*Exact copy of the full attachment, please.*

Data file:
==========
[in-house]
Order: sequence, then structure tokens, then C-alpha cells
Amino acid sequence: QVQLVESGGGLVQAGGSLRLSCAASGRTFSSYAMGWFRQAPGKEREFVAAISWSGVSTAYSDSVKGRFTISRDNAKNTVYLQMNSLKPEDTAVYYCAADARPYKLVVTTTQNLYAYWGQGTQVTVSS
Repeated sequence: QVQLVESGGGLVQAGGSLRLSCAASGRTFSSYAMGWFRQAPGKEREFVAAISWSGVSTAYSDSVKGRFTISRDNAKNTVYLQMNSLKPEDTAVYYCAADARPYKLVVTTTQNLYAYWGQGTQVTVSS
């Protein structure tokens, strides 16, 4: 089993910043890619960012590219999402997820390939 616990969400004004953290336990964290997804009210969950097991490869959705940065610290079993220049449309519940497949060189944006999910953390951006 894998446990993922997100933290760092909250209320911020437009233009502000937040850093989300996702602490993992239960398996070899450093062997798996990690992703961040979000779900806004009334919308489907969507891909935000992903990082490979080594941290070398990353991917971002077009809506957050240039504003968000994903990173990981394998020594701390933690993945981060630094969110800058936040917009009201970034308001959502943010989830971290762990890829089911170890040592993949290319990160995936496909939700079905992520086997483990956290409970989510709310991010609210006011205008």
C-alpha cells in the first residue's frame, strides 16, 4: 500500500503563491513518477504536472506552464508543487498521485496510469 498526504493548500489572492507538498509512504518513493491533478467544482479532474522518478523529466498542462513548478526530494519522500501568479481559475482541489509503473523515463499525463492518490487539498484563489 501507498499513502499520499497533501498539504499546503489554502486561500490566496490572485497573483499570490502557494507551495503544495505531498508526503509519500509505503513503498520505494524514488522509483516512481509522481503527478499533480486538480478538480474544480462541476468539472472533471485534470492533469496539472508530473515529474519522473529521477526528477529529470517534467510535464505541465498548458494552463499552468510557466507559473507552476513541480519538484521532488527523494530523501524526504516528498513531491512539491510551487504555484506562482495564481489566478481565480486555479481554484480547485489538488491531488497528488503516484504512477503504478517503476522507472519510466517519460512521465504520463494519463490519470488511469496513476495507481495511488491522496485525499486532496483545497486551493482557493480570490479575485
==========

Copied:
[in-house]
Order: sequence, then structure tokens, then C-alpha cells
Amino acid sequence: QVQLVESGGGLVQAGGSLRLSCAASGRTFSSYAMGWFRQAPGKEREFVAAISWSGVSTAYSDSVKGRFTISRDNAKNTVYLQMNSLKPEDTAVYYCAADARPYKLVVTTTQNLYAYWGQGTQVTVSS
Repeated sequence: QVQLVESGGGLVQAGGSLRLSCAASGRTFSSYAMGWFRQAPGKEREFVAAISWSGVSTAYSDSVKGRFTISRDNAKNTVYLQMNSLKPEDTAVYYCAADARPYKLVVTTTQNLYAYWGQGTQVTVSS
């Protein structure tokens, strides 16, 4: 089993910043890619960012590219999402997820390939 616990969400004004953290336990964290997804009210969950097991490869959705940065610290079993220049449309519940497949060189944006999910953390951006 894998446990993922997100933290760092909250209320911020437009233009502000937040850093989300996702602490993992239960398996070899450093062997798996990690992703961040979000779900806004009334919308489907969507891909935000992903990082490979080594941290070398990353991917971002077009809506957050240039504003968000994903990173990981394998020594701390933690993945981060630094969110800058936040917009009201970034308001959502943010989830971290762990890829089911170890040592993949290319990160995936496909939700079905992520086997483990956290409970989510709310991010609210006011205008």
C-alpha cells in the first residue's frame, strides 16, 4: 500500500503563491513518477504536472506552464508543487498521485496510469 498526504493548500489572492507538498509512504518513493491533478467544482479532474522518478523529466498542462513548478526530494519522500501568479481559475482541489509503473523515463499525463492518490487539498484563489 501507498499513502499520499497533501498539504499546503489554502486561500490566496490572485497573483499570490502557494507551495503544495505531498508526503509519500509505503513503498520505494524514488522509483516512481509522481503527478499533480486538480478538480474544480462541476468539472472533471485534470492533469496539472508530473515529474519522473529521477526528477529529470517534467510535464505541465498548458494552463499552468510557466507559473507552476513541480519538484521532488527523494530523501524526504516528498513531491512539491510551487504555484506562482495564481489566478481565480486555479481554484480547485489538488491531488497528488503516484504512477503504478517503476522507472519510466517519460512521465504520463494519463490519470488511469496513476495507481495511488491522496485525499486532496483545497486551493482557493480570490479575485